During Thursday afternoon’s ELA session, participants discussed how people aren’t resistant to change; rather, they are resistant to transition. Some have a sense of the loss of control that the modules can bring. It’s the job of the Network Team members to go back to their districts and schools and show their colleagues that they still retain control over the curriculum they are teaching and the modules are a guide, not a mandate.
“Live a Lesson” – Participants were asked to be a student when looking at Lesson 8 from Unit 1 of Grade 8, Module 2A. Text selections included Shirley Chisolm’s speech: “Equal Rights for Women” and an excerpt from To Kill a Mockingbird. After a close reading of the speech, participants answered questions based on the reading and then broke into groups to discuss the process of close reading, gaining an understanding of the text and then answering the Text Dependent Questions (TDQs). Viewing the lesson from the perspective of a student helps inform teachers on how to best approach teaching the modules.
The groups discussed the learning targets, the close reading process, academic vocabulary, TDQs, the writing process, collaboration, and reflecting on learning targets. Teachers were able to see all of these shifts in action through the eyes of a student, making them better informed when they develop their own lessons or are using the modules in their classrooms.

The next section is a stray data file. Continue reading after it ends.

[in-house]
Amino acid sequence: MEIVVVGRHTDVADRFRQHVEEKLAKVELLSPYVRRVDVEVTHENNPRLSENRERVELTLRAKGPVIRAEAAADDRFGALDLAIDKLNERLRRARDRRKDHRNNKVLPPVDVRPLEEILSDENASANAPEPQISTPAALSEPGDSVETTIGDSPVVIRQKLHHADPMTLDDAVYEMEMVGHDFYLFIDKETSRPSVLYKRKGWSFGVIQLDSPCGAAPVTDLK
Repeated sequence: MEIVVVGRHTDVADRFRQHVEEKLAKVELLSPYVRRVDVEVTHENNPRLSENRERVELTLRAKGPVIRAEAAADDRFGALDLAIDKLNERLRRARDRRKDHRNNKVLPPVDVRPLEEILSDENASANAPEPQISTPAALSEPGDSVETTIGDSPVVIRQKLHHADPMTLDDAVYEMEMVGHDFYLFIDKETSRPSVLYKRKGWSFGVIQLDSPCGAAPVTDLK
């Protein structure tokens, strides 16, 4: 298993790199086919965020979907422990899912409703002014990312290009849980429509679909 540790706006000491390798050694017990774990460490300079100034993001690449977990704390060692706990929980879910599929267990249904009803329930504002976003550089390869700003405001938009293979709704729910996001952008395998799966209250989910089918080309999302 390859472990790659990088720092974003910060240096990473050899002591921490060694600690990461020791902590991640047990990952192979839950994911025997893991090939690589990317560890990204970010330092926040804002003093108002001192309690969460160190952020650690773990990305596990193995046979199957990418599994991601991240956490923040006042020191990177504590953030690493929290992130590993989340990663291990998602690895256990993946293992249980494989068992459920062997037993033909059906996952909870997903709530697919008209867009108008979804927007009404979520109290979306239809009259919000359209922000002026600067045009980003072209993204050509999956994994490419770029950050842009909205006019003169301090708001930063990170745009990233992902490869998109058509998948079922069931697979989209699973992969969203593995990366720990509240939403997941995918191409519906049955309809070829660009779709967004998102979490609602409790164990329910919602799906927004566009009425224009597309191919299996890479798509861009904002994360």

The session also covered supporting the module implementation through change. “If we don’t change the direction we’re going, we’re likely to end up where we are headed.”- Chinese Proverb
Participants read an article from the National Staff Development Council, “A measure of concern” and discussed how it connects to professional choices they have made in the past. This lead to the “7 Stages of Concern” that offer a way to understand and then address educators’ common concerns about change.
Stage 0- Awareness- Aware that an innovation is being introduced but not really interested or concerned with it.
Stage 1- Informational- Interested in some information about the change.
Stage 2- Personal- Wants to know the personal impact of the change.
Stage 3- Management- Concerned about how the change will be managed in practice.
Stage 4- Consequence- Interested in the impact on students or the school.
Stage 5- Collaboration- Interested in working with colleagues to make the change effective.
Stage 6- Refocusing- Begins refining the innovation to improve student learning results.
Participants discussed their teachers and where they fit in these seven stages as well as the behaviors they show to indicate at which stage they are in accepting and working with change. School leaders were supplied with a list of strategies to help them address the stages of concern that may be evident in their respective schools/districts. They also looked at sample cases and identified the stages of concern that were present in each instance. They discussed various solutions including messaging techniques, professional development, and effective use of data to provide collaboration time for teachers. Leaders found that knowing about the seven stages will help them to become a better resource for their staff, yet they should be able to recognize at which stage they are in as well.